Who else finds the rush to be seen wearing a poppy on Remembrance Day a bit nauseating? It has become one of the great British taboos not to be seen wearing one. For a TV presenter or a politician not to be seen ‘poppied’ is probably a sackable offence. It reminds me a bit of a ‘Pringle’ label; something you had have to have in the 70’s if you were going to be allowed to buy a drink at the golf club member’s bar (no offence A & M). The fatuous, sentimental nonsense spouted by some of the media and most vox popped citizens has turned the whole event into a group ‘cry in.’ If I hear one more out of tune last post echoing over the airways I will scream. The competition to find a hero in the family who ‘was in the trenches’ – flash the picture up on Facebook and wait for the surge of reflected glory to anoint the descendants of said hero is pathetic.

We now know the First World War killing methods were ghastly, terrible, shit (It’s hardly a startling revelation to discover that War is bad) – we do this objective acknowledgement no favours by turning it into a state sponsored myth machine fronted by a cool brand that certainly encourages nationalism and arguably militarism. Soldiers don’t die for Queen and country they die because they were unlucky enough to be in wrong place at the wrong time. Their tragic, futile deaths are the result of a societal disregard for common sense. A delusion that things can be fixed by lobbing bombs about. Surely with the combined brainpower of the great women and men of the world we can make the compulsory poppy party a thing of the past (where it belongs).

Church/state/military sponsored symbols encourage simple minded sentiments – get rid of them all! and that should also include our ridiculous monarchy (no office ER & P).

Now if anti-god posts don’t get you going anti-poppy posts might. Let the wave of hatred wash over me.

Love and peace xxx

My muse and more gory bits

I am so sorry everyone but as you know, I have taken to writing poetry and it is pouring out of me like gravy. I am sorry because it is such an ‘I am a cancer sufferer’ thing to do, I am really annoyed with myself to have let myself go in this way. I think Clive James is doing the same and I know there are countless others. It must be part of the condition – get serious disease – reach for the pen – gravy. Anyway unlike these here pearls my versification is not for public consumption and is safely password protected from the world. Most of it is dreadful, a tiny part is ok and the occasional word or two is brilliant most important however is it is fun for me, I love it. I actually look forward to sitting down with my iPad, staring into space, thinking of something that sounds good and starting to write. Usually with no idea where it’s going to go.

I used to do this when I was 15. I could churn out couple of verse turners in the lunch break while stalking the sumptuous Cheryl – the girl of my dreams at the time. She looked exactly like M – long dark hair, Mediterranean complexion – fabulous bum – she was my muse – I don’t think I ever sent her any of the poems – I am sure she would have been impressed if I had (not). Instead me and Stephen, yes there were two of us saddos (friendly rivals for her love) would follow her home. We should really have been arrested, she always walked home alone and must have been most put off by these two spotty psychos trailing her like pubescent bloodhounds. Actually we weren’t exactly threatening. The most daring thing we ever did was to say hello to her in the corridor, an event that may well have informed my versification for months. Steven played the guitar (rather well) so he did not need the poetry. Anyway my enthusiasm for writing poetry (after initial encouragement from a Marxist, Messiaen fan, teacher called Mr French – subsequently sacked for subverting the school rules on indoctrination of pupils) was eventually dashed by two events; 1. the emergence of a class poet who was a million times better than me and, 2. a comment from a bastard English teacher call Mr Humphries who reviewed my poem (I was meant to write an essay) on The Wife of Bath as “laboured” – it was the fact that I knew it to be true that dashed my poetic aspirations forever and the fact the Cheryl became pregnant and the ripe old age of 15 and left the school. We all knew who did it – he was very handsome, a monstrous (literally gigantic about 7 feet tall) thug and ended up in jail for GBH. Poor child it occurs to me.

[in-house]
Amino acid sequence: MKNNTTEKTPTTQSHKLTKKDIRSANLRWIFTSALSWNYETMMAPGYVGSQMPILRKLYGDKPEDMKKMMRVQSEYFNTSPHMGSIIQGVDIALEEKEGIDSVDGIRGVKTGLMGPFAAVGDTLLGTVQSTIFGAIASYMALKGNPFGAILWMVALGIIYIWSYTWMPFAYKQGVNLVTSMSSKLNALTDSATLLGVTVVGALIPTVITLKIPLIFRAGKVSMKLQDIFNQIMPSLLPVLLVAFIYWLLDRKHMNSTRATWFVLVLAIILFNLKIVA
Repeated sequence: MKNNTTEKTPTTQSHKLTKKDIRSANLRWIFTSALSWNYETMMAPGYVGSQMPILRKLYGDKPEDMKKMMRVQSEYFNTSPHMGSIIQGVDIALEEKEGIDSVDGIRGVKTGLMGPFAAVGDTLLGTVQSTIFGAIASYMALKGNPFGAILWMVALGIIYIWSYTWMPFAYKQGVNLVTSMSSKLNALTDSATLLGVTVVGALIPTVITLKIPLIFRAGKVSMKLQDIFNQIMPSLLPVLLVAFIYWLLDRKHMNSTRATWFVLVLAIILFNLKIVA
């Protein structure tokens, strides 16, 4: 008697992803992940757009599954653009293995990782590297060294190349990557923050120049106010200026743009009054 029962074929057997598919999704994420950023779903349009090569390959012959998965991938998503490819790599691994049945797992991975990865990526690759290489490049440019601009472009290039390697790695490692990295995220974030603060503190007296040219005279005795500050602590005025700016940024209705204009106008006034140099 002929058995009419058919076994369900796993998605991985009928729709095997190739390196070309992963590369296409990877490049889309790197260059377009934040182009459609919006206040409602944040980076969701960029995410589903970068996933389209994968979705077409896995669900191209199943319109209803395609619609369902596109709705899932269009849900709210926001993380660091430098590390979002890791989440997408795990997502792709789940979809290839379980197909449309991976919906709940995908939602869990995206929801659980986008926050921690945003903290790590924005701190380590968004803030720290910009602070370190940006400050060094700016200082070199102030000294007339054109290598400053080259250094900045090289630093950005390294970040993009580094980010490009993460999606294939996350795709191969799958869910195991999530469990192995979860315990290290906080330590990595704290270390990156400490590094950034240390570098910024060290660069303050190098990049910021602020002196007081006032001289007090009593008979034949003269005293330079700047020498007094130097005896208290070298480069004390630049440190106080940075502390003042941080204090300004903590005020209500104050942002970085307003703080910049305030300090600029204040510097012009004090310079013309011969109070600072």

Anyway my muse is now my M – for whom I have written a poem – and yes it mentions her bottom – hence it will not be appearing on this blog.

Other news. I will have to wait until December to find out if the transplant goes ahead. If it does, here are the interesting gory bits.

1. I will have to learn how to give myself injections in the stomach – One per day unless any of you fancy popping over and popping it in.
2. I will have a tube inserted in a vein in my neck (can stay there for a year if required) this will be threaded under the skin so that it pops out, nursing like, somewhere around my nipple.

I promise that these events will be given the online coverage they are due probably as videos.

I have been told my blog posts are a bit long and that they should be on one subject but I cannot think of a legitimate way to round up and round off so I will simply repeat my favourite word of the post – gravy.

I will keep you all posted.

That’s it. Xx